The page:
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A T-tail is an empennage configuration in which the horizontal surfaces (tailplane and elevators) are mounted to the top of the vertical stabilizer. The resulting arrangement looks like the capital letter T when viewed from the front or back, hence the name. This differs from the traditional configuration in which the horizontal control surfaces are mounted to the fuselage at the base of the vertical stabilizer.
The tailplane surfaces are kept well out of the airflow behind the wing, giving smoother flow, more predictable design characteristics, and better pitch control (excepted in tractor propeller case). This is especially important for planes operating at low speed, where clean airflow is required for control. deHavilland Canada's line of larger STOL aircraft all use this arrangement for this reason. T-tail configuration also allows high performance aerodynamics and excellent glide ratio as the horizontal tail empennage is less affected by wing slipstream, has a better effective aspect ratio, less interaction drag than a cruciform tail and a more efficient vertical tail (the horizontal tail plate effect increases the lift slope of the vertical tail). Therefore the T-tail configuration is especially popular on gliders.
The tail surfaces are mounted well out of the way of the rear fuselage, permitting this site to be used for the aircraft's engines. This is why the T-tail arrangement is found on nearly all airliners with rear-mounted engines, including trijets. The Douglas DC-9, Bombardier CRJ200, Embraer ERJ 145, Boeing 717, Boeing 727, Fokker 100, Vickers VC-10, Hawker Siddeley Trident, BAC 1-11, Tu-134, Tu-154, Il-62, and McDonnell Douglas MD-80, McDonnell Douglas MD-90, all used the T-tail for this reason. Aircraft with rear-mounted engines have additional benefits and drawbacks compared to aircraft with conventional wing-mounted engines.
The aircraft will be prone to suffering a dangerous deep stall condition, where blanking of the airflow over the tailplane and elevators by a stalled wing at high angles of attack can lead to total loss of pitch control. The F-101 Voodoo suffered from this throughout its service life.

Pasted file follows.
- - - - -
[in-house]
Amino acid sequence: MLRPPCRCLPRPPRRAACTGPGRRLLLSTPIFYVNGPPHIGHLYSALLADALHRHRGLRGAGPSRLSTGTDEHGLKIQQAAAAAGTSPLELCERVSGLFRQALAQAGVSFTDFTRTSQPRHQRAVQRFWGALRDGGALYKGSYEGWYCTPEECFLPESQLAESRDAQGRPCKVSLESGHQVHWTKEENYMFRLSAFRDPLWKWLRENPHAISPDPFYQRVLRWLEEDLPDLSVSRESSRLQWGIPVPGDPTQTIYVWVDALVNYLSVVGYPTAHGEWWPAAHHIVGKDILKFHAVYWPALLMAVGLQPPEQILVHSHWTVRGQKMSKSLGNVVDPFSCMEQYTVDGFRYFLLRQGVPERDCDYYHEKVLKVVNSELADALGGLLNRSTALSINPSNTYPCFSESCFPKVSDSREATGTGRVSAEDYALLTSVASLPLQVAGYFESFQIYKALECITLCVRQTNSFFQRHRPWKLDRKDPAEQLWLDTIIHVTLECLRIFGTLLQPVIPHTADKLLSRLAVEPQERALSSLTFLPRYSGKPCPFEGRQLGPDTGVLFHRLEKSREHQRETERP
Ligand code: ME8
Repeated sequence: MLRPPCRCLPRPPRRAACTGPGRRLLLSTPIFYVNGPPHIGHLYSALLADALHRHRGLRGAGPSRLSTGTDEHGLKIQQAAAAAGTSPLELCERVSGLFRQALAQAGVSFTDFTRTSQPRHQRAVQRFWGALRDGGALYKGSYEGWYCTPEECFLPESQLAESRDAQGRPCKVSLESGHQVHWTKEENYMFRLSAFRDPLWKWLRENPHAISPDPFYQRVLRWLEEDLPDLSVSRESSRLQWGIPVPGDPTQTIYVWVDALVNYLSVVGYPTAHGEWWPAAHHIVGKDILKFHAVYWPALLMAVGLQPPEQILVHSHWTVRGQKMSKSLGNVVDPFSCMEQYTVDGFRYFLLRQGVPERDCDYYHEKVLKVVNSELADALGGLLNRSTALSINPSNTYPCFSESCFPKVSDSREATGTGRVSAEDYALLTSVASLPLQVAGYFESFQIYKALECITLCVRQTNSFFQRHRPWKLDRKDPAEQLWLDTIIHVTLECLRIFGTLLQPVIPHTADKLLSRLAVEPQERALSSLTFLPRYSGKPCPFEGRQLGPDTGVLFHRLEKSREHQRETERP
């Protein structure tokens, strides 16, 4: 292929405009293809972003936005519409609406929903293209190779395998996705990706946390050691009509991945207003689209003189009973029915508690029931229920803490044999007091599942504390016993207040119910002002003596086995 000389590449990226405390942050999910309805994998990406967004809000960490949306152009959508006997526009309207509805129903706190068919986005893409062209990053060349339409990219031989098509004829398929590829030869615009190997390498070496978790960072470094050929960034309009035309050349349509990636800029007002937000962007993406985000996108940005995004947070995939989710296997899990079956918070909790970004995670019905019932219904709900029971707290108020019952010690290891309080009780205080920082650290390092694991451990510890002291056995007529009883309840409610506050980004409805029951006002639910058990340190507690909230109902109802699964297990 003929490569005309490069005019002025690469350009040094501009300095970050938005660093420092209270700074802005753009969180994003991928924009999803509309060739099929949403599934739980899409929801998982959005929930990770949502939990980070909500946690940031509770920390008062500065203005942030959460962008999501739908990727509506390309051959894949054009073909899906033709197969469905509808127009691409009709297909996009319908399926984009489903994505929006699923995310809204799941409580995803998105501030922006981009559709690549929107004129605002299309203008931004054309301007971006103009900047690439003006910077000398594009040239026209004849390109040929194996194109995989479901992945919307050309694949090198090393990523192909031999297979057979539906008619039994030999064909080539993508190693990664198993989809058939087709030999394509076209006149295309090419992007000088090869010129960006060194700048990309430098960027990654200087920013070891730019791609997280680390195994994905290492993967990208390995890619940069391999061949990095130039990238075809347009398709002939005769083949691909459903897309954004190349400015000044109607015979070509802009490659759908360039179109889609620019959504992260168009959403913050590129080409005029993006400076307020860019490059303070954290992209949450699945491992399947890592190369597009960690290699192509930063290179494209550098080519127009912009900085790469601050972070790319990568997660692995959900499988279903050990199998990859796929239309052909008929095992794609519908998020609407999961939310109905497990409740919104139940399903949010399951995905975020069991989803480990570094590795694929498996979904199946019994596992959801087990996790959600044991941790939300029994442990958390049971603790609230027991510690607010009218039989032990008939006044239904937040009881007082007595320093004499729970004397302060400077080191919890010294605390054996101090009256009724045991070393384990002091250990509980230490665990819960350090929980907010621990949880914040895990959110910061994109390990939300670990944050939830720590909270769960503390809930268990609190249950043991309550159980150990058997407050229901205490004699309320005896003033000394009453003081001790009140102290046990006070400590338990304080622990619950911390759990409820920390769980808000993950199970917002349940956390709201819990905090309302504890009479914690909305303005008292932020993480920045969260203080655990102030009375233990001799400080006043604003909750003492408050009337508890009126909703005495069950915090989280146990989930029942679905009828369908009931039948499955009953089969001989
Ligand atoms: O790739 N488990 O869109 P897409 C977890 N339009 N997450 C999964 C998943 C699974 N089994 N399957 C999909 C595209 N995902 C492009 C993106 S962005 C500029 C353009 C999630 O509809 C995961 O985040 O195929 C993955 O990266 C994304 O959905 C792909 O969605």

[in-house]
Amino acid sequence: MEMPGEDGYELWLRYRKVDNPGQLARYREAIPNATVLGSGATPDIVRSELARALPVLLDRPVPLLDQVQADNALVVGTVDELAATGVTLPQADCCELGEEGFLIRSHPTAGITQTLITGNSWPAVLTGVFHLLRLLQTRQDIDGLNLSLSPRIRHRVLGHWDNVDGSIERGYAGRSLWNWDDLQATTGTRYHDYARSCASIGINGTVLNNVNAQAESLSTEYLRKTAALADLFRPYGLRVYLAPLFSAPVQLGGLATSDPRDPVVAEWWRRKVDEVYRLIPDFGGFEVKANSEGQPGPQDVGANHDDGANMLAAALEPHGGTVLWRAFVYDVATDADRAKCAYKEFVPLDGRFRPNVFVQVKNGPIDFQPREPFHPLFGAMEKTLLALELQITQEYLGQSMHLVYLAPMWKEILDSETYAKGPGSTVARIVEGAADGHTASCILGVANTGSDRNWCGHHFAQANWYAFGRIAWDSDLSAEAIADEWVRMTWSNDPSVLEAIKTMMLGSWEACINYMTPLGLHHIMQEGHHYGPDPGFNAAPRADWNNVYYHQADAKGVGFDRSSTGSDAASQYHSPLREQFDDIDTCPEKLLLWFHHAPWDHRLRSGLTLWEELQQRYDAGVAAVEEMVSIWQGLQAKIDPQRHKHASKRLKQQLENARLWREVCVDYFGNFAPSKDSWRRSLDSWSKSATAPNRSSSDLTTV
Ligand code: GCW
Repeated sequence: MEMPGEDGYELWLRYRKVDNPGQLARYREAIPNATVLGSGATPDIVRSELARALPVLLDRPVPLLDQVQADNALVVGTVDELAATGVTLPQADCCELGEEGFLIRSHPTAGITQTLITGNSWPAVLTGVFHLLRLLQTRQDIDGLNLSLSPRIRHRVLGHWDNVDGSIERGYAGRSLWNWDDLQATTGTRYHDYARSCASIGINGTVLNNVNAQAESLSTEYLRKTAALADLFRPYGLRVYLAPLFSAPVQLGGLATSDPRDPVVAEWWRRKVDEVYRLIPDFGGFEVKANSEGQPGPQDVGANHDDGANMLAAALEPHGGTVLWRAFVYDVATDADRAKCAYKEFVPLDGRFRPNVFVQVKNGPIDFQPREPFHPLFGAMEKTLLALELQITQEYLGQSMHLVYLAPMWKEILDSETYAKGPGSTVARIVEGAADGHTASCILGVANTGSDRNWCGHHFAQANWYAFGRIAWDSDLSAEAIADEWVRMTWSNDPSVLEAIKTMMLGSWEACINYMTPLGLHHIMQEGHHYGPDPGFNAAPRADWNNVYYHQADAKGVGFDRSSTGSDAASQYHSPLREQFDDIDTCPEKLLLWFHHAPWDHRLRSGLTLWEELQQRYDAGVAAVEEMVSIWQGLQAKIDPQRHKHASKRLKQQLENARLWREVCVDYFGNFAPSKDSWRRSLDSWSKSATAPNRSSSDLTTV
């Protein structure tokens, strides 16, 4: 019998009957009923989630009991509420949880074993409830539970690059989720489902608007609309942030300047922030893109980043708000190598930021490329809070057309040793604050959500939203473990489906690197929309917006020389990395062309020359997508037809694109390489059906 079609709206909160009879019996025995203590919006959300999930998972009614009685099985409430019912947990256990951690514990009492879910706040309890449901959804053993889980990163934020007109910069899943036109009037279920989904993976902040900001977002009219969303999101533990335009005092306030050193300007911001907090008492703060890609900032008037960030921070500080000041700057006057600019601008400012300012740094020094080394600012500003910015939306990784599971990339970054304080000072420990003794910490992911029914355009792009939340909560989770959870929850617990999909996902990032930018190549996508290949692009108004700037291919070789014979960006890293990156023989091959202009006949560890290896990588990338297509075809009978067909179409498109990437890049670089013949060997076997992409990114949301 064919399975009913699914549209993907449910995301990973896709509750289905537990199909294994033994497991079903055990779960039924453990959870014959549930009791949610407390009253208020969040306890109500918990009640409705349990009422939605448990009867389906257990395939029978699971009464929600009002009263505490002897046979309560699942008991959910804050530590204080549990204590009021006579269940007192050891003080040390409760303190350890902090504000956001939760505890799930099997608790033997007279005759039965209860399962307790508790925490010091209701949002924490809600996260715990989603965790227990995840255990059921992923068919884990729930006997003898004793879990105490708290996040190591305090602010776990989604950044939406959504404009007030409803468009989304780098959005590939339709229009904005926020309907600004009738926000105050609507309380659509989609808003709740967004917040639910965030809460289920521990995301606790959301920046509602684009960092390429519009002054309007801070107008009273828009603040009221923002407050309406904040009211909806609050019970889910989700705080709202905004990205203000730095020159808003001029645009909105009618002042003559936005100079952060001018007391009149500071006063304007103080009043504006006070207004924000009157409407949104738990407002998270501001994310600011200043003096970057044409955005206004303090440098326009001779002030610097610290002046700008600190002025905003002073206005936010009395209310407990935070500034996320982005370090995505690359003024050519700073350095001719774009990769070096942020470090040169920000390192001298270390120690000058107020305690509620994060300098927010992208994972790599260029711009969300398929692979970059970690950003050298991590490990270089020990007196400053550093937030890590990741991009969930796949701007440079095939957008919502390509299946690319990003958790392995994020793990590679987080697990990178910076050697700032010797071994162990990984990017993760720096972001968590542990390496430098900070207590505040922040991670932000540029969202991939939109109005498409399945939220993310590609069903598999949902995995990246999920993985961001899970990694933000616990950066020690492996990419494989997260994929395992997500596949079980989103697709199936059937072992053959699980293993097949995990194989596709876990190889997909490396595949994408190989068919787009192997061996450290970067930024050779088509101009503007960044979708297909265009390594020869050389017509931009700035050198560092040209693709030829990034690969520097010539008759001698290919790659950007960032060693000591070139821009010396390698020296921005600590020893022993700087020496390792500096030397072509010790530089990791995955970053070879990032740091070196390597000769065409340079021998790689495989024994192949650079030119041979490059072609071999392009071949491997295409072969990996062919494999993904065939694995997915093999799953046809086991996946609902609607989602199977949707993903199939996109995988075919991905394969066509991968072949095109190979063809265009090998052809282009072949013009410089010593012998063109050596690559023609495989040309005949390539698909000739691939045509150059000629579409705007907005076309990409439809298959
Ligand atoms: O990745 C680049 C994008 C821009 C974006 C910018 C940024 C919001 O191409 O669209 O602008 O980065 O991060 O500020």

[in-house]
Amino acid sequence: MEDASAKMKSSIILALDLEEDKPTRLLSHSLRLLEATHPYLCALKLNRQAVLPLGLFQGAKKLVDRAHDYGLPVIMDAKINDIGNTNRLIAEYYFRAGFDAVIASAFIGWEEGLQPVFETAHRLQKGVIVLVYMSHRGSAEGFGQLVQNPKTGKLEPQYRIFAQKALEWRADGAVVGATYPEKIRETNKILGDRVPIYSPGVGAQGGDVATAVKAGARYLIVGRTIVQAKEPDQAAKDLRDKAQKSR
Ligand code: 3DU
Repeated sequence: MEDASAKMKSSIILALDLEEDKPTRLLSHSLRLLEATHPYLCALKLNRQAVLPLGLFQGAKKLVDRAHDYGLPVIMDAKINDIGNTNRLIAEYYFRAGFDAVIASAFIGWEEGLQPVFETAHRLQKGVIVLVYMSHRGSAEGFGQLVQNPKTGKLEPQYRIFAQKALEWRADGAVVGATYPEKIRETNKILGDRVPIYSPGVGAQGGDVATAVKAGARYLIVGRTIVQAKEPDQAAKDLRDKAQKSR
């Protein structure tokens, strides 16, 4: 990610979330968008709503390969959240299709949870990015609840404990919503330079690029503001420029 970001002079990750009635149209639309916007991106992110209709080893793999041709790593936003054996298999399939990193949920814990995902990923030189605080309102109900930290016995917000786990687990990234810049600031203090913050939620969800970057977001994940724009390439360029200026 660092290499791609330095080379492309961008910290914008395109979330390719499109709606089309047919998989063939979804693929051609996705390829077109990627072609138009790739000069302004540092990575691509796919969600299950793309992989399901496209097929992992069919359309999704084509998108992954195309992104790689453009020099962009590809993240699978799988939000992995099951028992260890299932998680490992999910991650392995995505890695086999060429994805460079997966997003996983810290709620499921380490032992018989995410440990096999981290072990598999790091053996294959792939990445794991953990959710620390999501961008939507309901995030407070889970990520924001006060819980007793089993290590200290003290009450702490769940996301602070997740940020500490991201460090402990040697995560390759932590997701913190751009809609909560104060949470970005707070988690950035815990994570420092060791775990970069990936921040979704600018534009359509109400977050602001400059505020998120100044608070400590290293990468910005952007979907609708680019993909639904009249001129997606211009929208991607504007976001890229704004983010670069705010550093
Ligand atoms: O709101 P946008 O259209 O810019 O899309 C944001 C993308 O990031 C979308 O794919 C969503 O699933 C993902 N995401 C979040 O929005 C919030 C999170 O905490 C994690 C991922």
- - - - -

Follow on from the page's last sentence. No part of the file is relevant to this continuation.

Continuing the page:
The vertical stabilizer must be made considerably stronger and stiffer to support the forces generated by the tailplane. Unless expensive composite materials are used, this inevitably makes it heavier as well.
The T-tail configuration can cause several maintenance concerns as well. The control runs to the elevators are more complex, and elevator surfaces are much more difficult to casually inspect from the ground. The loss of Alaska Airlines Flight 261 was directly attributed to lax maintenance due to the complexity of the T-tail.
Because of concerns about being able to clear the tail, the first high-speed aircraft with a T-tail, the Lockheed F-104 Starfighter, was originally fitted with a downward-firing ejection seat. This prevented pilots from escaping at low altitudes, causing several deaths. For later models of this aircraft, the ejection seat was improved and changed to fire upwards in order to overcome problems in low-altitude escapes.
Due to a lack of airflow over the elevator from a forward mounted engine (piston or turboprop), low speed control is reduced and low speed operation is more difficult for aircraft not designed for low speed operation.
In order to mitigate some of these drawbacks, a compromise is also possible. The tailplane can be mounted part way up the fin rather than right at the top. The Sud Aviation Caravelle is an aircraft with this configuration (see cruciform tail).
- Hoerner and Borst, Fluid Dynamic Lift, Directional Characteristics, T-tail page 13-11
- "Gloster Javelin - History". Thunder & Lightnings.